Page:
Southampton among top performers in national clinical research league table4th August 2017
More patients in Southampton are benefitting from improved access to new treatments following an increase in the number of clinical research studies and participants in the last year, according to figures published today by the National Institute for Health Research (NIHR).
The 2016-17 NIHR Research Activity League Table identified University Hospital Southampton NHS Foundation Trust (UHS) as a leading research hospital, placing it in the top five nationally for the number of clinical research studies supported.
The trust saw a 10% year-on-year increase in its number of studies, delivering 431 overall in 2016-17.
UHS also increased opportunities for participants to get involved in research, with the number recruited into studies reaching 22,430 last year.
“It is excellent to see UHS so high up in the NIHR league table this year,” said Becky Petley, a member of the trust’s young adult patient and public involvement group.
“It recognises the wealth of opportunities the trust provides to get involved in research in Southampton and will help to make a real difference to the lives of patients in the future.”
Both patients and healthy volunteers are encouraged to talk to their healthcare practitioners about participating in clinical research. Across the region, all NHS trusts and general practices were research active in 2016-17.
Nationally, the number of participants recruited into clinical research studies by the NIHR in 2016-17 exceeded 665,000, the highest number of clinical research participants in any given year. The rise represents a 10% increase in the last year alone.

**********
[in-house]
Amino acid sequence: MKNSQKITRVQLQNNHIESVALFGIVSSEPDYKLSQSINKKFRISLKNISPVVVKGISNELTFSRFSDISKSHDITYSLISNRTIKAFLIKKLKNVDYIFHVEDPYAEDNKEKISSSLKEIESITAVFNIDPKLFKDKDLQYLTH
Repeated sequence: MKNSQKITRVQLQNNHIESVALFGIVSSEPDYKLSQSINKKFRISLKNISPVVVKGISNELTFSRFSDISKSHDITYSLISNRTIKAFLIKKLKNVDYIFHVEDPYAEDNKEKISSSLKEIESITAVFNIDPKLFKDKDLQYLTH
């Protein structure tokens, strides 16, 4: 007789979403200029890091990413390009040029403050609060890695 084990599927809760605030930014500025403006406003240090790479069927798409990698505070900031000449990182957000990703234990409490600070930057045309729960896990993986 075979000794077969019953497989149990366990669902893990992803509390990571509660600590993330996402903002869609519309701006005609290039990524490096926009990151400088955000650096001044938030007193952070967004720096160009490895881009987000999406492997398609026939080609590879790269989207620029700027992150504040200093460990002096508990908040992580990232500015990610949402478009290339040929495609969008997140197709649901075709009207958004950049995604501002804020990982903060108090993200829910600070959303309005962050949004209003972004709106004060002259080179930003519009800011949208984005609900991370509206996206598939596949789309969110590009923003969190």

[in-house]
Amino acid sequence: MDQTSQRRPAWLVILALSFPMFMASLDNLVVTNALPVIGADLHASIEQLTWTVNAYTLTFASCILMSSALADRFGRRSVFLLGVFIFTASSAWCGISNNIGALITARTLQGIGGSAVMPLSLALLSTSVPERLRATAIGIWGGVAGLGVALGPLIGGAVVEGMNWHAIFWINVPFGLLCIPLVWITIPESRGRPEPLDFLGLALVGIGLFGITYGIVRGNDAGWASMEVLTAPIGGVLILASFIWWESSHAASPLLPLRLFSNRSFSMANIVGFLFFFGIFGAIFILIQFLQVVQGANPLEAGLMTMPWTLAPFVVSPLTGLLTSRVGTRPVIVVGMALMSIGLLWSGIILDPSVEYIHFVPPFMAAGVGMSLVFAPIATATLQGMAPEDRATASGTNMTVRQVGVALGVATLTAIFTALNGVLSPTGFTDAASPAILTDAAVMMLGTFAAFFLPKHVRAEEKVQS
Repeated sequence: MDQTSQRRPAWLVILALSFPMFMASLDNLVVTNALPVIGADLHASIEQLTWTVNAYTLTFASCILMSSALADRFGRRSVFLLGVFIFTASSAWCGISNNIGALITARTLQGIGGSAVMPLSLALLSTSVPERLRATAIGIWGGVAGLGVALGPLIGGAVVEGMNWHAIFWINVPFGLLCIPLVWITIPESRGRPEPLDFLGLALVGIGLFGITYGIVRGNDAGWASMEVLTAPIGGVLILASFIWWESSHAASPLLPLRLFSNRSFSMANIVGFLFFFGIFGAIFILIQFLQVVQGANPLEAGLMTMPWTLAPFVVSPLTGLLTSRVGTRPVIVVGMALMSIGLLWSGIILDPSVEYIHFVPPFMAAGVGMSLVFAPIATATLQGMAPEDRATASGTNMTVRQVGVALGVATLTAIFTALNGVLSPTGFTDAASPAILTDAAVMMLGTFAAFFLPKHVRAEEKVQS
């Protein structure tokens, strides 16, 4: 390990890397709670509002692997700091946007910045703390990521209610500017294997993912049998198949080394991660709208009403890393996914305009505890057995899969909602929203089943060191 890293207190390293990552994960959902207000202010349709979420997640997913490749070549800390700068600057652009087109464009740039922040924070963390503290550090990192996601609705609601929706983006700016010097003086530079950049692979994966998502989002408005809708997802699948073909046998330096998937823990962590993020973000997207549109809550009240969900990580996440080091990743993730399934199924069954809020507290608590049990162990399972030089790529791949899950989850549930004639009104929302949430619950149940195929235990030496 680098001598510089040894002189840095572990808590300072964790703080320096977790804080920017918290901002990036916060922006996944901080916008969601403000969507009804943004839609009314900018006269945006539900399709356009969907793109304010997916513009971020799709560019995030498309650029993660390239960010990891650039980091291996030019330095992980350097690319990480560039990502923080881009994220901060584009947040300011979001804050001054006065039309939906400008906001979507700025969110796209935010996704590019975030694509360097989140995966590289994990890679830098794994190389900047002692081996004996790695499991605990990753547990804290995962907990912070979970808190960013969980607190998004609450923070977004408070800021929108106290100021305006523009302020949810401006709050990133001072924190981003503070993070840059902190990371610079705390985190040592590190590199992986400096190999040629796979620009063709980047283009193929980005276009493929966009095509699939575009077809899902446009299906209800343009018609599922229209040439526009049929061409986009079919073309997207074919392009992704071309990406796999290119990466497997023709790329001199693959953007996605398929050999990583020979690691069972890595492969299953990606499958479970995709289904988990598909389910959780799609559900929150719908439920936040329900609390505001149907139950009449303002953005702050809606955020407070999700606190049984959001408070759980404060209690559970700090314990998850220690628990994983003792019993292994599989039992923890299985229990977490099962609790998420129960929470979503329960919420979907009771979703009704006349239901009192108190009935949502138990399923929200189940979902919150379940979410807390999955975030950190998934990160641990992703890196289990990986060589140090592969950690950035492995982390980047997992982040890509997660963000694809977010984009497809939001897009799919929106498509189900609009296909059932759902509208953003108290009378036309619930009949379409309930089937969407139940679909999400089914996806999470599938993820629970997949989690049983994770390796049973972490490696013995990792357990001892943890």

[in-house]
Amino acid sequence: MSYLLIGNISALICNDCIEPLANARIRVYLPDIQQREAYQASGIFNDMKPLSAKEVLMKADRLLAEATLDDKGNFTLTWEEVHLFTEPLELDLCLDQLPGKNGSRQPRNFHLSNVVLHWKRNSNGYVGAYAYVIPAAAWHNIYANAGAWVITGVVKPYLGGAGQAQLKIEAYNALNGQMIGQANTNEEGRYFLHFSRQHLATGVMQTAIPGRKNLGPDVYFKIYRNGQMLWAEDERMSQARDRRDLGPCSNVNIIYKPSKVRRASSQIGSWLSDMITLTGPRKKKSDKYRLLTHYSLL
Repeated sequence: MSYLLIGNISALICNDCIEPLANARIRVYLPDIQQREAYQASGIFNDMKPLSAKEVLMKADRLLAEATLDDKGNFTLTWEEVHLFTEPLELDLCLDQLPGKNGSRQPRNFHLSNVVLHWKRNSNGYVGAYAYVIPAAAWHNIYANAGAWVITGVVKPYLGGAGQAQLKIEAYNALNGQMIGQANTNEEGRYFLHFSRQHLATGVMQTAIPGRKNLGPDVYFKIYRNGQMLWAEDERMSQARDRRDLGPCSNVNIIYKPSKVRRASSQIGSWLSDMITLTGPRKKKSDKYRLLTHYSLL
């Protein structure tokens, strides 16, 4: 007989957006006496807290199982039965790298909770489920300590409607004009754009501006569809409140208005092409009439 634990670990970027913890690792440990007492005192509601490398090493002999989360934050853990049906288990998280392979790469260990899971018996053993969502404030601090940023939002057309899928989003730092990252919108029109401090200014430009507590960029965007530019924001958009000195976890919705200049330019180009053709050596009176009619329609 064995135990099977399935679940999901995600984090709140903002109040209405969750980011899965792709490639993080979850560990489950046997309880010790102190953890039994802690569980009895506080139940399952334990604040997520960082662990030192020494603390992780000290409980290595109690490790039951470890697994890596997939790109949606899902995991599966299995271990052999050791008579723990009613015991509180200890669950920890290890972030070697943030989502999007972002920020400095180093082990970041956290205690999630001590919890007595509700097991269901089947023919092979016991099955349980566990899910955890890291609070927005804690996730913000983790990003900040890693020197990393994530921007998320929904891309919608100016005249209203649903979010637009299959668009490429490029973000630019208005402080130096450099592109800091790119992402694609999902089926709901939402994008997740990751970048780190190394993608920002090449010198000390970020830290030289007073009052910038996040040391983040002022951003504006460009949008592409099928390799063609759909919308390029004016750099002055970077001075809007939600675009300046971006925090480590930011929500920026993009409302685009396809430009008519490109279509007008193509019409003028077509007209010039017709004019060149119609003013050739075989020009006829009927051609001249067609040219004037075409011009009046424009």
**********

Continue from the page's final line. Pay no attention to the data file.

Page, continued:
The NIHR Research Activity League Table is published nationally to show where there has been an increase or improvement in research activity over a 12-month period in NHS trusts and clinical commissioning groups (CCGs). The public can use the NIHR league table to find out the extent of the research happening at their local NHS trust or CCG and see how it compares to others across the country.
Jonathan Sheffield, chief executive of the NIHR Clinical Research Network, said: “The increase in the number of clinical research participants last year and the improvements we are seeing in studies delivering to time and target are fantastic achievements that are contributing to better health and care outcomes in this country.
“Researchers can be more confident of being able to complete their studies and more patients will benefit from new and better treatments becoming available. Overall, 65% of trusts increased their research activity in 2016-17, demonstrating the growing appetite for research within the NHS.”
He added: “We must continue to invest in the opportunities that clinical research presents by looking at more innovative ways of delivery and making better use of digital advancements in the health and care sector.”
Southampton General Hospital